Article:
Whether you’re a veteran in the field or a newcomer on the scene, if you work in project management you’re well aware of how stressful, high pressure and difficult the role can be. No matter if it’s dealing with the constraints of the project (such as budget time and resources) or managing problems within the team, the responsibilities just keep piling up.
One of the best ways to deal with the challenges of project management is to be prepared for the road ahead and come up with an action plan for the obstacles you’re sure to face. By doing this, you can make project management the fun, rewarding and fulfilling experience that it’s meant to be. With that in mind, here are 6 of the most common challenges in project management and how you can overcome them.
1. Poor software management systems
As a project manager, you’ll most likely be relying on a stable, user-friendly project management system to help you track progress, centralise data and keep your stakeholders informed from anywhere in the world. If you and your team are still using outdated software, chances are you’ll be making life harder for yourselves, and put your work at a higher risk of being compromised or lost.
By investing in SAP project management software, you’ll be able to enhance the experience of working on each and every one of your projects. With added features that include cost forecasting, risk analysis and project date scheduling, you’ll be able to reduce the amount of time spent on fixing your mistakes and instead be able to focus on getting the job done on time, within budget and beyond expectations.
2. Lack of communication
Proper communication is an integral part of a project being successful. Communication methods should be simple, easy, to the point and transparent, ensuring that no one’s time is wasted and that stakeholders are involved every step of the way. Miscommunication can also have an adverse effect on teamwork, as it can lead to issues arising between your team members and their collaborative efforts going sideways.
Having an adequate project management system can also help to improve communication amongst your team, through features that allow quick and simple contact, as well as using notification and email tools. Having quick, scheduled meetings once or twice a week are also a great way to touch base and make sure that everyone’s on the same page.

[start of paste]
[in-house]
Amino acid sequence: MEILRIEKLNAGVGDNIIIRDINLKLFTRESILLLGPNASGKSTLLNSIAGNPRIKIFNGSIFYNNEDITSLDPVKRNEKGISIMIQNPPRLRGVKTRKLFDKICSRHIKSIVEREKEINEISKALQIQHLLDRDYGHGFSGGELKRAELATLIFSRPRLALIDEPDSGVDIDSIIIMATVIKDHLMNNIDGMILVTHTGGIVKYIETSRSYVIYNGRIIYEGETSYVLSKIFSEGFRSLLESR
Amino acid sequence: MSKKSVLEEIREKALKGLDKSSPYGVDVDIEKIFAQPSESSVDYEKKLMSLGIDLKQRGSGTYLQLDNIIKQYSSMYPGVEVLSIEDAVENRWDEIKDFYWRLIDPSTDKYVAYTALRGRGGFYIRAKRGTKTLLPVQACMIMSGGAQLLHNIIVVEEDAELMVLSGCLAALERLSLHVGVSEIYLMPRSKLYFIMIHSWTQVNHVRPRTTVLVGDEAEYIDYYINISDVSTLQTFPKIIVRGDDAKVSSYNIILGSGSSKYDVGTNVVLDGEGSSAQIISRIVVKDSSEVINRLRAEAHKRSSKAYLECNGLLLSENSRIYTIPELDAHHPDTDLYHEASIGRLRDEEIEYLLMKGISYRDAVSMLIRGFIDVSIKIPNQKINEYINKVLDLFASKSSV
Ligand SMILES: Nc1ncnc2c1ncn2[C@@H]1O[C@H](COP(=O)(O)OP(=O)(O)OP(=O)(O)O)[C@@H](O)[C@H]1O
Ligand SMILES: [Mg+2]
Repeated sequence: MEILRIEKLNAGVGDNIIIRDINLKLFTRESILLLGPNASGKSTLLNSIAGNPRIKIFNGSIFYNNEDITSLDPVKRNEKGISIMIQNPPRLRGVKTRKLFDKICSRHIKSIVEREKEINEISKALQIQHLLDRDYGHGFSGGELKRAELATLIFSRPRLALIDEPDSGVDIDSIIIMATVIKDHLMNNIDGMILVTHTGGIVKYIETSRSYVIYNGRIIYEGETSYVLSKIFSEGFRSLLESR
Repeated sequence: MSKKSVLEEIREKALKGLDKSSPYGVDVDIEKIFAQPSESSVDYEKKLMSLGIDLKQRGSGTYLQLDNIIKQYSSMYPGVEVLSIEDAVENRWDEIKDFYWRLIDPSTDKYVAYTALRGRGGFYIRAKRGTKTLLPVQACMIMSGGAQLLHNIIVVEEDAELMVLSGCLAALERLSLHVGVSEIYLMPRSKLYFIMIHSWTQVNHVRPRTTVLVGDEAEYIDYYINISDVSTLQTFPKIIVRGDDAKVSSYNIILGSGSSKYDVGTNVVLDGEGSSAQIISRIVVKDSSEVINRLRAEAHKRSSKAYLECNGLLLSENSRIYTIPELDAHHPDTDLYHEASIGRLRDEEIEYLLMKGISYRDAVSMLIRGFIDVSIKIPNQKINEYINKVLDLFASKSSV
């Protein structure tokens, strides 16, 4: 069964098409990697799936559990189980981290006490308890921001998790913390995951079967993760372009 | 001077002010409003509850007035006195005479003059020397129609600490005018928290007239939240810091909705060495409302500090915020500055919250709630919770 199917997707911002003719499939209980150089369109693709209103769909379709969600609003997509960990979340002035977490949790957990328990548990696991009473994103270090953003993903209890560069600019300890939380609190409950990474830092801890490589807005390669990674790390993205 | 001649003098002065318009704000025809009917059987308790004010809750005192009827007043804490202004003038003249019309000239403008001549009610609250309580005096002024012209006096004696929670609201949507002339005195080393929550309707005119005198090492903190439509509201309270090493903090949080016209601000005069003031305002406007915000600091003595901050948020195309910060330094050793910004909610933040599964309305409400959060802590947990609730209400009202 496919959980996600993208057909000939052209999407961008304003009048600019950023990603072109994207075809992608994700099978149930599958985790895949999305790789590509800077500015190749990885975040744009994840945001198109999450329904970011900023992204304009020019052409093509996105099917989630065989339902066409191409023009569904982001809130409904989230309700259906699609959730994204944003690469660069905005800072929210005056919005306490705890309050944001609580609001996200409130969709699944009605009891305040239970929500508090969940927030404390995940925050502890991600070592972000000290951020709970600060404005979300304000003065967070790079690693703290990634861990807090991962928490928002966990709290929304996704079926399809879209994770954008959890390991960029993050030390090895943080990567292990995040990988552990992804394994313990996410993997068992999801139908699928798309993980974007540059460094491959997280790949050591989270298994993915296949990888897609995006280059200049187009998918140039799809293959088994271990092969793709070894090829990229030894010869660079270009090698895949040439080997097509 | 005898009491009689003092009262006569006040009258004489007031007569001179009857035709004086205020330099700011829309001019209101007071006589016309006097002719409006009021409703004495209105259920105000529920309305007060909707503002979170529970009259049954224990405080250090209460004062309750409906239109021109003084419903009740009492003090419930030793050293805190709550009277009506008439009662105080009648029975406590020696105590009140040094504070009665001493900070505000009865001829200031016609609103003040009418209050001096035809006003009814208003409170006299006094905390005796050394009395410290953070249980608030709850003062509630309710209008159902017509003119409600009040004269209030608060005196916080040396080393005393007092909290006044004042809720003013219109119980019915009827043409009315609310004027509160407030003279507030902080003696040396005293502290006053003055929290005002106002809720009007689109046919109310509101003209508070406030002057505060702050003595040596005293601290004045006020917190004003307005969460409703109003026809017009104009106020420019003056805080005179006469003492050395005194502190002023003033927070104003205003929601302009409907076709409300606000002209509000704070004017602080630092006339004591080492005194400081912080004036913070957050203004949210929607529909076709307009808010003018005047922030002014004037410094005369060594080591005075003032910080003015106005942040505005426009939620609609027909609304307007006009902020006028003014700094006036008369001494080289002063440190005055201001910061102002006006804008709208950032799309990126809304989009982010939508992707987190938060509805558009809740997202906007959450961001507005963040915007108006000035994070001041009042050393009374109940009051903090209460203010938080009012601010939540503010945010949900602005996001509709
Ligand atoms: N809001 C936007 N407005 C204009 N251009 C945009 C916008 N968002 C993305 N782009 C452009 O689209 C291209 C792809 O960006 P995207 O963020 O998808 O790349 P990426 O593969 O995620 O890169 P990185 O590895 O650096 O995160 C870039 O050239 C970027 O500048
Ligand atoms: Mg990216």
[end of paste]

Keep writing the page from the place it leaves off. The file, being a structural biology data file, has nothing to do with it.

3. No clear goals
In order to complete their job to the best of their ability, your team needs clear, concise goals right from the very beginning of the project. Failing to do so can result in poor resource and stakeholder management, and make it difficult for your team to work in unison and use their strengths effectively.
Your goals should be clearly defined and stated, and every action that you take should be clearly shown to be working towards reaching your goals. The acronyms “SMART” (specific, measurable, attainable, relevant and time-bound) and “CLEAR” (collaborative, limited, emotional, appreciable and refinable) are great ways to help you set your goals and help push your team over the finish line.
4. Budget issues
Many project managers will say that budgetary concerns pose one of the biggest obstacles to the successful completion of their projects. Effective cost management can help managers to avoid various complications and delays, although this doesn’t always seem like a realistic goal.
Having realistic goals, a proper budgeting procedure in place and using a project scheduling tool will help to avoid going over budget and funds being wasted. A budget tracker that provides real-time data on all things budget-related will help you to stay on top of things and predict any future issues.
5. Scope creep
Scope creep refers to the phenomenon when the requirements of a project change from what was initially agreed upon when the project was started. This can have a huge effect on every aspect of the project, from the budget to the team to the deadlines. However, it is not an uncommon occurrence and you can prepare for it ahead of time if you’re proactive enough.
To do this, you and your team should focus on certain goals while constantly reviewing the priorities and future plans of the project and their appropriateness. By constantly thinking ahead of time, you should be able to predict when changes will need to be made and avoid any last-minute dramas.
6. Unrealistic deadlines
Having unrealistic deadlines can greatly impact the quality of work put forward by your team and jeopardise the entire project. As the project manager, it’s your responsibility to plan the timeline based on a fair assessment of your team’s capabilities that takes into account the specificities of the project.
While it can be tempting to overpromise in an effort to impress stakeholders, if you end up failing to deliver the blame is left on your shoulders. To come up with an appropriate timeline, you need to break the project down into smaller tasks and assign each one the right amount of time. The main thing to remember is not to let your ego get in the way and don’t overwork your team to make yourself look better.